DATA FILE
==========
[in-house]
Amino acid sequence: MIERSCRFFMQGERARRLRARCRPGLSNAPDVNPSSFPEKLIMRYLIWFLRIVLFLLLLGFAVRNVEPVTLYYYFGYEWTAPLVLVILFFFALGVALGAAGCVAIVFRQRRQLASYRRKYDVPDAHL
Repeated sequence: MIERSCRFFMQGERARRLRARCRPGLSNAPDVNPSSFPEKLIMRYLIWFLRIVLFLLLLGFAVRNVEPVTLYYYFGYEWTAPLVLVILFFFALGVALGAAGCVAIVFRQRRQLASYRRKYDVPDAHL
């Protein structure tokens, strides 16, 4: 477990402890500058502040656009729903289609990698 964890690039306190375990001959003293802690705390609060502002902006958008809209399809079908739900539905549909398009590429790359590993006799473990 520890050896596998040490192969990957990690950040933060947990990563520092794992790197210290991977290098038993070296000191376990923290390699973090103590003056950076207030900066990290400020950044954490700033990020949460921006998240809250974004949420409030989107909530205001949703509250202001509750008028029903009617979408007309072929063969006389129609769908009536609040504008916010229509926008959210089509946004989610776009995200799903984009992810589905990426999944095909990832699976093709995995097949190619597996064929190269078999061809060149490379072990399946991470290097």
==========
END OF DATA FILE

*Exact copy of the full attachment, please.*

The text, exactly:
[in-house]
Amino acid sequence: MIERSCRFFMQGERARRLRARCRPGLSNAPDVNPSSFPEKLIMRYLIWFLRIVLFLLLLGFAVRNVEPVTLYYYFGYEWTAPLVLVILFFFALGVALGAAGCVAIVFRQRRQLASYRRKYDVPDAHL
Repeated sequence: MIERSCRFFMQGERARRLRARCRPGLSNAPDVNPSSFPEKLIMRYLIWFLRIVLFLLLLGFAVRNVEPVTLYYYFGYEWTAPLVLVILFFFALGVALGAAGCVAIVFRQRRQLASYRRKYDVPDAHL
């Protein structure tokens, strides 16, 4: 477990402890500058502040656009729903289609990698 964890690039306190375990001959003293802690705390609060502002902006958008809209399809079908739900539905549909398009590429790359590993006799473990 520890050896596998040490192969990957990690950040933060947990990563520092794992790197210290991977290098038993070296000191376990923290390699973090103590003056950076207030900066990290400020950044954490700033990020949460921006998240809250974004949420409030989107909530205001949703509250202001509750008028029903009617979408007309072929063969006389129609769908009536609040504008916010229509926008959210089509946004989610776009995200799903984009992810589905990426999944095909990832699976093709995995097949190619597996064929190269078999061809060149490379072990399946991470290097």